Persons who held legal title to the assets of an employee benefit plan with the intent to deal with these assets solely for the benefit of the members of the plan were "trustees" and their relationship with the members of the plan was a "trust" covered by ERISA, even though the documents that formed that relationship did not use the terms "trustee" or "trust." A plan administrator hired by trustees violated Section 406 of ERISA by paying its own fees from plan assets; the exemption in Section 408 allowing fiduciaries to receive compensation from plan did not excuse self dealing. A totally unfunded welfare plan is not required to distribute a summary annual report. Barboza v. Calif. Ass'n of Prof'l Firefighters, 2015 U.S. App. LEXIS 15548 (9th August 28, 2015).
District Court properly granted summary judgment against work injured employee's claim for short term disability benefits, because a reasonable person would understand that the employer promised to pay only workers' compensation benefits, the employee handbook indicated that outside guidelines would determine an employee's eligibility for short term benefits and directed employees to the human resources department, which also told the employee that short term disability benefits were not available for work related injuries and no document or person told the employee she could. District Court improperly failed to consider employee's ability to pay attorneys fees when it awarded them against her. Virtusio v. Fin. Indus. Regulatory Auth., 2015 U.S. App. LEXIS 15015 (9th Aug. 25, 2015).
District Court granted employer summary judgment against former employee's claim under the Hawaii Whistleblower Protection Act, because employer offered uncontested evidence that it would have terminated employee even in the absence of her protected activity, based largely on her poor performance before she engaged in any protected activity and also on her failure to dispute many of those problems. District court denied employer's motion for summary judgment against employee's Fair Labor Standards Act claim, because there were material issues of fact as to whether the employer knew or had reason to know that about employee was working extra on blogs and she had complained that should be paid for work related matters such as travel, waiting at the post office and computer/technical delays. Tagupa v. VIPdesk, 2015 U.S. Dist. LEXIS 114454 (D. Haw. Aug. 28, 2015).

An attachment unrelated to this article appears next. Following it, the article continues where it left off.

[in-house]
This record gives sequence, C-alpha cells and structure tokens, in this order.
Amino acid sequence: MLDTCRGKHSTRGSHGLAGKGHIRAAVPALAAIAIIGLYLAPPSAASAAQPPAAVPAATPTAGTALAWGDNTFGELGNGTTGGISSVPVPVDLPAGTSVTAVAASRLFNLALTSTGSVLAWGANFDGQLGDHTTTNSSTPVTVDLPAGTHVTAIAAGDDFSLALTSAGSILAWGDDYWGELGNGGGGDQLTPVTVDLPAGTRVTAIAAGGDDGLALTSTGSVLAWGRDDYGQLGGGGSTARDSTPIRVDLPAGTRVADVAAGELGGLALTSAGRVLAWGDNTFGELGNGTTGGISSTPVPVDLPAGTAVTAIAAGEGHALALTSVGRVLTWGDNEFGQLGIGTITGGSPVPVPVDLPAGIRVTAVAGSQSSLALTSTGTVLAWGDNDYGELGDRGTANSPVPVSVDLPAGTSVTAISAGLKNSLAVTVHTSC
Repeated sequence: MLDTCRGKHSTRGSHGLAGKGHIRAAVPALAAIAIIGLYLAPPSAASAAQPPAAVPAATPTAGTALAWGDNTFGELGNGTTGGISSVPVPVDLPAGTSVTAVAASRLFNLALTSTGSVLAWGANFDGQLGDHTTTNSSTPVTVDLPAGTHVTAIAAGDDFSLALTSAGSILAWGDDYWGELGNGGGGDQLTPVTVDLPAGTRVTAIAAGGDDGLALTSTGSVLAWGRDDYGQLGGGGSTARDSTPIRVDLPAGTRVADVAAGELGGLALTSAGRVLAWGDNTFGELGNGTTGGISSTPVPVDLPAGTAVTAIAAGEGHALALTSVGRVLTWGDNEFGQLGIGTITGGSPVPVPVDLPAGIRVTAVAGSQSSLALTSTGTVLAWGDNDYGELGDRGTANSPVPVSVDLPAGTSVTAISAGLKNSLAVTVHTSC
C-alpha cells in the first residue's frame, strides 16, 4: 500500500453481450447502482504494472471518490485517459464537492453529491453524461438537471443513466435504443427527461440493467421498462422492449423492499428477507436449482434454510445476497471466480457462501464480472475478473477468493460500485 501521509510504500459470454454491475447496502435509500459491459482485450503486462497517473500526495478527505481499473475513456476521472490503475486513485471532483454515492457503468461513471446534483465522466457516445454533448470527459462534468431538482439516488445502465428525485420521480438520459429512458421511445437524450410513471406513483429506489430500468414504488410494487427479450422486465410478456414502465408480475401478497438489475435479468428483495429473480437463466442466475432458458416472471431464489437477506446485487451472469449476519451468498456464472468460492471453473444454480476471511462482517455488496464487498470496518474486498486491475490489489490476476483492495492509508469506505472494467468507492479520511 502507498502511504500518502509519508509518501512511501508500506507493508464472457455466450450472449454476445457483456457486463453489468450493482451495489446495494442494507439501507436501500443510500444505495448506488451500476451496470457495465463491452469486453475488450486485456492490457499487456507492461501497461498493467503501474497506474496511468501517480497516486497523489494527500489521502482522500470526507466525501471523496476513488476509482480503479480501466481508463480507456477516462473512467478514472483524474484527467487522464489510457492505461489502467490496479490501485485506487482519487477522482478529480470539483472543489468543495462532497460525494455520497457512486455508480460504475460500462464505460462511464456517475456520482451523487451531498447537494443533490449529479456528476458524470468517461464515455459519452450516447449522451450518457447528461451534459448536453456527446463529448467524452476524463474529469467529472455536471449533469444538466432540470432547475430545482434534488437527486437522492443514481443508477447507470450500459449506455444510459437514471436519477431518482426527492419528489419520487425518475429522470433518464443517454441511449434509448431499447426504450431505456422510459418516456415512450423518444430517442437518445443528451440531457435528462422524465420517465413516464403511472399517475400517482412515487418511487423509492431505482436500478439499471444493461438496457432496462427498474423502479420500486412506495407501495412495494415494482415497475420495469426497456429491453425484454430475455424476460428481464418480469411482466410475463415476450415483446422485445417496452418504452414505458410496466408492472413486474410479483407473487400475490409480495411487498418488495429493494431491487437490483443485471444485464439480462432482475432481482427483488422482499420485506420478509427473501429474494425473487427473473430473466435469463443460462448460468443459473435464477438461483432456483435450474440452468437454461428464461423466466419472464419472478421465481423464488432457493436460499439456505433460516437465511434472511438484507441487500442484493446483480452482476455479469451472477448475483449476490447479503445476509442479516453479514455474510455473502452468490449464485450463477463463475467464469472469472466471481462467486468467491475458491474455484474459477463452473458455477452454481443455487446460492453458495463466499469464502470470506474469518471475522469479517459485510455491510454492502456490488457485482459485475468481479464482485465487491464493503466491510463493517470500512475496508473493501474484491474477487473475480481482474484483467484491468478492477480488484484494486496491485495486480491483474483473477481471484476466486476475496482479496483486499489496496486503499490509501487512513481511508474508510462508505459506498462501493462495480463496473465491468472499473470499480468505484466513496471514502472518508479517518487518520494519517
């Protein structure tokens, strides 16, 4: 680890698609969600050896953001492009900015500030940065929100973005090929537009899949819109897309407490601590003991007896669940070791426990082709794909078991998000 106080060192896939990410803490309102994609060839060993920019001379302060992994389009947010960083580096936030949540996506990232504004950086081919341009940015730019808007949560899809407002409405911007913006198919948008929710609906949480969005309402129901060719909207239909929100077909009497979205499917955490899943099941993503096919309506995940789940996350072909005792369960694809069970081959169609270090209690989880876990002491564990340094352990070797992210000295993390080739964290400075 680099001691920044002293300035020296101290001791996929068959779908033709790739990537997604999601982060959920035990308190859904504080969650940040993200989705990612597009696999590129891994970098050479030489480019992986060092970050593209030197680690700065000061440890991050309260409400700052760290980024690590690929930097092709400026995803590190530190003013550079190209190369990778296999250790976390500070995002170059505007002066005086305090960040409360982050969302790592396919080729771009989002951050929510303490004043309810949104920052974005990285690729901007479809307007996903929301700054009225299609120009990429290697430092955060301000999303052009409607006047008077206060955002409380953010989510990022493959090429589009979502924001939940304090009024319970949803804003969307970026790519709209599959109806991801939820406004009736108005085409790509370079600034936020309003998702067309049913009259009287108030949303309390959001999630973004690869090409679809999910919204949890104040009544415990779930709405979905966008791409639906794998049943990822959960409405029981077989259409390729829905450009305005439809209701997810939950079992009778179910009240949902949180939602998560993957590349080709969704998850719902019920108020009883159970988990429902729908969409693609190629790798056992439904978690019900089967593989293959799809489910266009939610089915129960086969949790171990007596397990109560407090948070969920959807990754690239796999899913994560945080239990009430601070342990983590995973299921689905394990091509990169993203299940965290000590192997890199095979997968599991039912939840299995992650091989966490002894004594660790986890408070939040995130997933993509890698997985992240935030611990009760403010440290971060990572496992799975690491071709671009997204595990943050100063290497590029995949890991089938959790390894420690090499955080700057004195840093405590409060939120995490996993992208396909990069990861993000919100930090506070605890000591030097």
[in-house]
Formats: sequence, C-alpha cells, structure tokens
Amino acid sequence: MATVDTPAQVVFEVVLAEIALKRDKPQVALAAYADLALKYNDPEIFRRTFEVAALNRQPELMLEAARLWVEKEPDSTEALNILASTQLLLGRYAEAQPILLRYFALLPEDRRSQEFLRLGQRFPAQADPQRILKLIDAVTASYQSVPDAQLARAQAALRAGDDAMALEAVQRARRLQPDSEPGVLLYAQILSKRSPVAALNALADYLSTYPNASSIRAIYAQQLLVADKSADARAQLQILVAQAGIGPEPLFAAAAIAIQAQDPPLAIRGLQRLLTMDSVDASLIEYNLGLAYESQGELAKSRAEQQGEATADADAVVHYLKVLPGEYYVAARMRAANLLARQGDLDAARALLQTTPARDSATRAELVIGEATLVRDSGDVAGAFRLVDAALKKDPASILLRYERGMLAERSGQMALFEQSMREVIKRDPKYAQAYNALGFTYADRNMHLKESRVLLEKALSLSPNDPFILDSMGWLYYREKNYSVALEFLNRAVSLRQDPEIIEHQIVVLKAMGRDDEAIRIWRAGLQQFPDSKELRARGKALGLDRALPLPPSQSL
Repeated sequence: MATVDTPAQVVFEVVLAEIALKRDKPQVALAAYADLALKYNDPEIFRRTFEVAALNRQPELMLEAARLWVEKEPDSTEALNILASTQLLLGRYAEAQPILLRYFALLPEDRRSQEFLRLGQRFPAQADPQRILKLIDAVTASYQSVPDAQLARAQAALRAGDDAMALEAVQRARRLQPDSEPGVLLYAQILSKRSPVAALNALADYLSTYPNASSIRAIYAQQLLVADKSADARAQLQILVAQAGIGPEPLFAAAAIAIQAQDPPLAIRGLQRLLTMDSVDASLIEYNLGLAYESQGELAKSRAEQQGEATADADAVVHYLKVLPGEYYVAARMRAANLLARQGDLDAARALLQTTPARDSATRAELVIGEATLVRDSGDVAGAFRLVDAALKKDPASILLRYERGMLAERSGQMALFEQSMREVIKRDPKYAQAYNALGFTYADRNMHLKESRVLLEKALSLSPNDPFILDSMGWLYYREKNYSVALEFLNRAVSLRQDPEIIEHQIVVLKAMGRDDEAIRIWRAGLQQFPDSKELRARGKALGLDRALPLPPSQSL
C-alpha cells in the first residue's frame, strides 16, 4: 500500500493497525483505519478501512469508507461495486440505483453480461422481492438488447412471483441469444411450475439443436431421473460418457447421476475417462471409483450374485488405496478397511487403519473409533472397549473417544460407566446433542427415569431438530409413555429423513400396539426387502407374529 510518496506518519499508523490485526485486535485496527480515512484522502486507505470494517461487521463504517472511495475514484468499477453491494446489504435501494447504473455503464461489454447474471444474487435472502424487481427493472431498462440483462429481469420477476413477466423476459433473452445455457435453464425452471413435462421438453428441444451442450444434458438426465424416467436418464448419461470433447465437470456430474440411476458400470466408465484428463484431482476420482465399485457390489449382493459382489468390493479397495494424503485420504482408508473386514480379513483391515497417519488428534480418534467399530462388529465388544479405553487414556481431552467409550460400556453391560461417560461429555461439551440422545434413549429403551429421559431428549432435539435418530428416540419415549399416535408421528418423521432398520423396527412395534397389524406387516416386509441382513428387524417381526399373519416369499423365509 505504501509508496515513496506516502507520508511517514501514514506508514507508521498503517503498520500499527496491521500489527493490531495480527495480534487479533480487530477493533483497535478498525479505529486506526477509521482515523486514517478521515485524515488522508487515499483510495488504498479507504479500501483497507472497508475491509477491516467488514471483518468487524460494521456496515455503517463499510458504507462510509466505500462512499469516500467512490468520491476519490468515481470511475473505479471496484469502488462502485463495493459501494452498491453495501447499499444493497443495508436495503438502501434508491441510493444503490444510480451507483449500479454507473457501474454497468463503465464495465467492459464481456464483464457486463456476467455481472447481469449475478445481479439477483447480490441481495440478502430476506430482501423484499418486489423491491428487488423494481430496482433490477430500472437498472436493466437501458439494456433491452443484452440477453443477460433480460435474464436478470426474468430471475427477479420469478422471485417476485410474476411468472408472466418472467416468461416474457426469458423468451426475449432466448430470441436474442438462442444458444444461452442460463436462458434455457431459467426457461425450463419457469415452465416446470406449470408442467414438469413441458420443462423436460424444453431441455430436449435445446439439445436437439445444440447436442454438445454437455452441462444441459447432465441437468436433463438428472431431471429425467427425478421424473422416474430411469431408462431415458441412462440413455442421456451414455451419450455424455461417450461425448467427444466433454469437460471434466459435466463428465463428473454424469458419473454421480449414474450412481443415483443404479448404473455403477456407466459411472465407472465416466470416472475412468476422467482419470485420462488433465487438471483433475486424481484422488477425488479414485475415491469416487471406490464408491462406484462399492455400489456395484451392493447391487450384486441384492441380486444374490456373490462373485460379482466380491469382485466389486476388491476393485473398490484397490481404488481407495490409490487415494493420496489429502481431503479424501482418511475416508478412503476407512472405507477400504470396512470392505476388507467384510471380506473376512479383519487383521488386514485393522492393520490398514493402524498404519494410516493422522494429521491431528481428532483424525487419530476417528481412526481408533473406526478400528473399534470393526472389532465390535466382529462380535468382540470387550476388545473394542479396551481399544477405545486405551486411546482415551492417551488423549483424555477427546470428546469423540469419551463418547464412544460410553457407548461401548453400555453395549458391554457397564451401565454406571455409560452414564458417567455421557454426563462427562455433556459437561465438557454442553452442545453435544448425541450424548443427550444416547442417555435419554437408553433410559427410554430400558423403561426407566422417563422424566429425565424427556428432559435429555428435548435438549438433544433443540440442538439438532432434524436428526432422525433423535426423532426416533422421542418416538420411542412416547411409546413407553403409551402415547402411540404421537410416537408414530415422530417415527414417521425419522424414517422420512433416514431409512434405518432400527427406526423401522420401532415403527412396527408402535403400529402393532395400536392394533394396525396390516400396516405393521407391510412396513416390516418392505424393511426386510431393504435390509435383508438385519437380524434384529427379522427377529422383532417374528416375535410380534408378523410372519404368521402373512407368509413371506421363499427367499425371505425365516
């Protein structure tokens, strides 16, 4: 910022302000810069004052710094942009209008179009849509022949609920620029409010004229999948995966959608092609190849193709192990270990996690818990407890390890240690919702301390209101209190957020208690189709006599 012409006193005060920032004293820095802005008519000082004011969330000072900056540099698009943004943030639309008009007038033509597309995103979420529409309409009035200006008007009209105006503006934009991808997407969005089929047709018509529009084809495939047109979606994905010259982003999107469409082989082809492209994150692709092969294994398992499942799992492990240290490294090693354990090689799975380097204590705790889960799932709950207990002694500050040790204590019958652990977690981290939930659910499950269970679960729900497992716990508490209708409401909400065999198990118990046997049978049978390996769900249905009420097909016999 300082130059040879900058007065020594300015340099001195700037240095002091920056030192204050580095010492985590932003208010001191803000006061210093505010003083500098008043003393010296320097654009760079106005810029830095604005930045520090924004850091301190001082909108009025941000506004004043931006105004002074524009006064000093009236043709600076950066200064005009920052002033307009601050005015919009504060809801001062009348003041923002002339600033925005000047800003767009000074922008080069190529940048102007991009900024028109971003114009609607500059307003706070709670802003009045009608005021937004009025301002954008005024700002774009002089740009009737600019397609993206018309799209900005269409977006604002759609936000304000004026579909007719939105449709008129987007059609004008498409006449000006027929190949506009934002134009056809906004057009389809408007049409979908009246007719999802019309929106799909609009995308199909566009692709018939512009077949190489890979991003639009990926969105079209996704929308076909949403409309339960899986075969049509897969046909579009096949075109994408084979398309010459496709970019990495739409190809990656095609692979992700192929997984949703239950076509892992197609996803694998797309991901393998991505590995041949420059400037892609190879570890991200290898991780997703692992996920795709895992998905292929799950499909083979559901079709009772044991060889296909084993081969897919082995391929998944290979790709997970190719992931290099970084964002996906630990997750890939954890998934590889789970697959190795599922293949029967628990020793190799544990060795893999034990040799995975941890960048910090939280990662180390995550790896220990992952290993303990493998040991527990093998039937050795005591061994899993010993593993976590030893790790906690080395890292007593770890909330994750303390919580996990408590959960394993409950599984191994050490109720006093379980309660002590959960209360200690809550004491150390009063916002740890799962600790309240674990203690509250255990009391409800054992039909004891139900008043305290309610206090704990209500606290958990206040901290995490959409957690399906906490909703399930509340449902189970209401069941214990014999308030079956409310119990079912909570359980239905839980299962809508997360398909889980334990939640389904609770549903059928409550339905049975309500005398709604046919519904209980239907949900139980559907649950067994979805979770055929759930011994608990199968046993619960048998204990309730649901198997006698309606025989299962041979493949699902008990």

District Court adopted magistrate's recommendation denying prevailing employer's motion for attorneys' fees, based on the finding that the former employee's claims were not frivolous, unreasonable or without foundation. Mahoe v. Operating Engineers Local Union No. 3, 2015 U.S. Dist. LEXIS 114070 (D. Haw. Aug 26. 2015).
District Court denied employers motion for summary judgment against former employee's claim under the Hawaii Whistleblowers' Protection Act, because there were issues of fact as to whether he suffered adverse action because he purportedly reported an illegal trade to his employer. Being transferred to service a less prestigious boss, for potentially less pay at a different desk created an issue as to whether the employee suffered adverse action. The timing of this move created an issue as to causation and whether the reason the employer gave for the move was pretextual. District Court granted summary judgment against the employee's claim for intentional infliction of emotional distress, because workers compensation provided the exclusive remedy for the employee's work related injuries. District court denied summary judgment against the employee's disability discrimination claim, because there were issues of act as to whether the employer engaged in the required interactive progress to determine whether it could make any reasonable accommodation that would have allowed the employee to return to work. The employer did not engage in the interactive process, when 22 months after the employee began his medical leave, his attorney requested a "reasonable accommodation" of more unpaid medical leave beyond the 24 months available under the company's policy and the employee said he could have returned to work if protected from his harassers and those who retaliated against him. Chan v. Wells Fargo Advisors, LLC, 2015 U.S. Dist. LEXIS 111423 (D. Haw. Aug. 24, 2015).
Note: We analyze cases to learn rules the courts will follow or disappoint us if they don't. Rules that the courts follow allow us to behave and provide explanations that they accept. But competent advocates may limit the rules to the facts of the case where they are discussed, or expand rules by showing that differences in other cases are irrelevant.